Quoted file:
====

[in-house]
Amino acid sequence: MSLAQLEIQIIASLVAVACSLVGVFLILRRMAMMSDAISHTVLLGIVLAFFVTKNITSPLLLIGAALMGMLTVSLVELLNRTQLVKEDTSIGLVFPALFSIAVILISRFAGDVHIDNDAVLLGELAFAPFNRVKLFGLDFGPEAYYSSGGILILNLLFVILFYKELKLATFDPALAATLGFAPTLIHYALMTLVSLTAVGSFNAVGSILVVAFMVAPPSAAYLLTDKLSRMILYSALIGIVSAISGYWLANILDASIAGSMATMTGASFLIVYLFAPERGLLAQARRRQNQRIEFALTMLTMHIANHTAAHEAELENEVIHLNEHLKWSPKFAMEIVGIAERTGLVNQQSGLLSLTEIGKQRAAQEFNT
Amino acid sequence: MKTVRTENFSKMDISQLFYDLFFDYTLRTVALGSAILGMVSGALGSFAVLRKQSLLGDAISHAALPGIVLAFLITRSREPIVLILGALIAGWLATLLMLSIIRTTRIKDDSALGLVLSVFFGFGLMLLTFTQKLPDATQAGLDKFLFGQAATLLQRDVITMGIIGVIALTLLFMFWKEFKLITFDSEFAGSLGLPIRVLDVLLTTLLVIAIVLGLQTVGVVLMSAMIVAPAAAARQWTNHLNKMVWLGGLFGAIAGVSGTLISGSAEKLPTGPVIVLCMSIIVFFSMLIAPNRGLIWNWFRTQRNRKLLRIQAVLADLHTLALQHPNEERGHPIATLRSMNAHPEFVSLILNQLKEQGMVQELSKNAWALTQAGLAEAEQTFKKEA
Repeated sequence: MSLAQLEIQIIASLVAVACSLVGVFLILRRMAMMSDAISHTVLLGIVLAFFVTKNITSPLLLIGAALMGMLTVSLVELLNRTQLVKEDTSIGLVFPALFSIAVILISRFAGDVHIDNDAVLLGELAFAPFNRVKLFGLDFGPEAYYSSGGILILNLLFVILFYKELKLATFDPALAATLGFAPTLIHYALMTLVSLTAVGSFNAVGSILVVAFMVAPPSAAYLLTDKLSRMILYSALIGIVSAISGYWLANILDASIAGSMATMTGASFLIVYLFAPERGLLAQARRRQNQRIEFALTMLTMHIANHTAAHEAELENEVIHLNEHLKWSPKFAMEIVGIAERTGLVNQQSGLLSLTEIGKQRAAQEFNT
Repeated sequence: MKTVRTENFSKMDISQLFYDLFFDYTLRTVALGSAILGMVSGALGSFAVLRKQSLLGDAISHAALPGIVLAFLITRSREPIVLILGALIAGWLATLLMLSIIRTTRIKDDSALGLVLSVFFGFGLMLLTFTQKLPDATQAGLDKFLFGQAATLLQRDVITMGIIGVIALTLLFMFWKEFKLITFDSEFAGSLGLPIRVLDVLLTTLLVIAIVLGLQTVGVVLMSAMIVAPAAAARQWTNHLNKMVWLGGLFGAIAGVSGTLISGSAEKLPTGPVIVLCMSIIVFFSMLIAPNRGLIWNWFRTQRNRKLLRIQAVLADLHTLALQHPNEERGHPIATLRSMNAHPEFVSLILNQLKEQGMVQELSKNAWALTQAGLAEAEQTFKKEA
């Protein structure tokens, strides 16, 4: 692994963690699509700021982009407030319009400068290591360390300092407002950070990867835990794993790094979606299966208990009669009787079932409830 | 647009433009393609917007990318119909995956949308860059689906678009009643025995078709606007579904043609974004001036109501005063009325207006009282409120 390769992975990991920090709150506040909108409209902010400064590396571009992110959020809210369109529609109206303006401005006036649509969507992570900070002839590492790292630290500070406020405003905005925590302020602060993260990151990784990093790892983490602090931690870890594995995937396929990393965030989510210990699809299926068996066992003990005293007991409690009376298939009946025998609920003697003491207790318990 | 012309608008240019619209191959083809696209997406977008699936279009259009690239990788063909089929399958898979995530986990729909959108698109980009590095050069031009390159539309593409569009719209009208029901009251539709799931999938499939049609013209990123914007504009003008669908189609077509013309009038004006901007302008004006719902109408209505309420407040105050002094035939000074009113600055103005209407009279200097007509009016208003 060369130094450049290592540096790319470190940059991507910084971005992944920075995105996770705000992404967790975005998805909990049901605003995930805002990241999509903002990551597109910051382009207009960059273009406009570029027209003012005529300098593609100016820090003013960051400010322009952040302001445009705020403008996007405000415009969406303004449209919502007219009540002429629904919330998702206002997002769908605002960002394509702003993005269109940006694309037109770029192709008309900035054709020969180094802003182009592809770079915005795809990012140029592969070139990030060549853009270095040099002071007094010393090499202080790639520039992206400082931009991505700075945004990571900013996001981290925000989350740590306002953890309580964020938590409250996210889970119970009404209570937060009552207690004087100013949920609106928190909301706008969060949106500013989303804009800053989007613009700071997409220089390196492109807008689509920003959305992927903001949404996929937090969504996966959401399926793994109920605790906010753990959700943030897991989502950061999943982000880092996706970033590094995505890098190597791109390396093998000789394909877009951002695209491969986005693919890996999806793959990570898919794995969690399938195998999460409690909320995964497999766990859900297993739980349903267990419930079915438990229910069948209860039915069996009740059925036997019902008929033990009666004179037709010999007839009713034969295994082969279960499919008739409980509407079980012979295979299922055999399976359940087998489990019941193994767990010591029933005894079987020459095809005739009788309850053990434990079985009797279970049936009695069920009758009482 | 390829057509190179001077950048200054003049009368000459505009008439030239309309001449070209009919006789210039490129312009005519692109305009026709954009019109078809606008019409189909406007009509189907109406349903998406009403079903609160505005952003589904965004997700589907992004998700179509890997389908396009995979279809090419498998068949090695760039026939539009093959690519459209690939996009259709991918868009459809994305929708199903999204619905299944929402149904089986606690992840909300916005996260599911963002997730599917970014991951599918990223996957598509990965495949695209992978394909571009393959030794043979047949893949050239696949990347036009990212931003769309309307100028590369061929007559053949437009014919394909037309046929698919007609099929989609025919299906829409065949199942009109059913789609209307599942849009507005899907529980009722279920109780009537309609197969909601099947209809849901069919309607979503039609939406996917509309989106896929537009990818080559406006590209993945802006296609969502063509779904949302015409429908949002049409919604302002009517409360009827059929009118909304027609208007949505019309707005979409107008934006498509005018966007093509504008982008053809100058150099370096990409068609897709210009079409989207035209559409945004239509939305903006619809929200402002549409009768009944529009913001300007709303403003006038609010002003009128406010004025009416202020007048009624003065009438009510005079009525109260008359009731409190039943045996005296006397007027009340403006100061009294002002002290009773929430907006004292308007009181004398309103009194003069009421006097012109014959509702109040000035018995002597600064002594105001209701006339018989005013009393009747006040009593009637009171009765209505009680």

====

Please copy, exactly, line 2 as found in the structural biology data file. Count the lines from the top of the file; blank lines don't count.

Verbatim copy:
Amino acid sequence: MSLAQLEIQIIASLVAVACSLVGVFLILRRMAMMSDAISHTVLLGIVLAFFVTKNITSPLLLIGAALMGMLTVSLVELLNRTQLVKEDTSIGLVFPALFSIAVILISRFAGDVHIDNDAVLLGELAFAPFNRVKLFGLDFGPEAYYSSGGILILNLLFVILFYKELKLATFDPALAATLGFAPTLIHYALMTLVSLTAVGSFNAVGSILVVAFMVAPPSAAYLLTDKLSRMILYSALIGIVSAISGYWLANILDASIAGSMATMTGASFLIVYLFAPERGLLAQARRRQNQRIEFALTMLTMHIANHTAAHEAELENEVIHLNEHLKWSPKFAMEIVGIAERTGLVNQQSGLLSLTEIGKQRAAQEFNT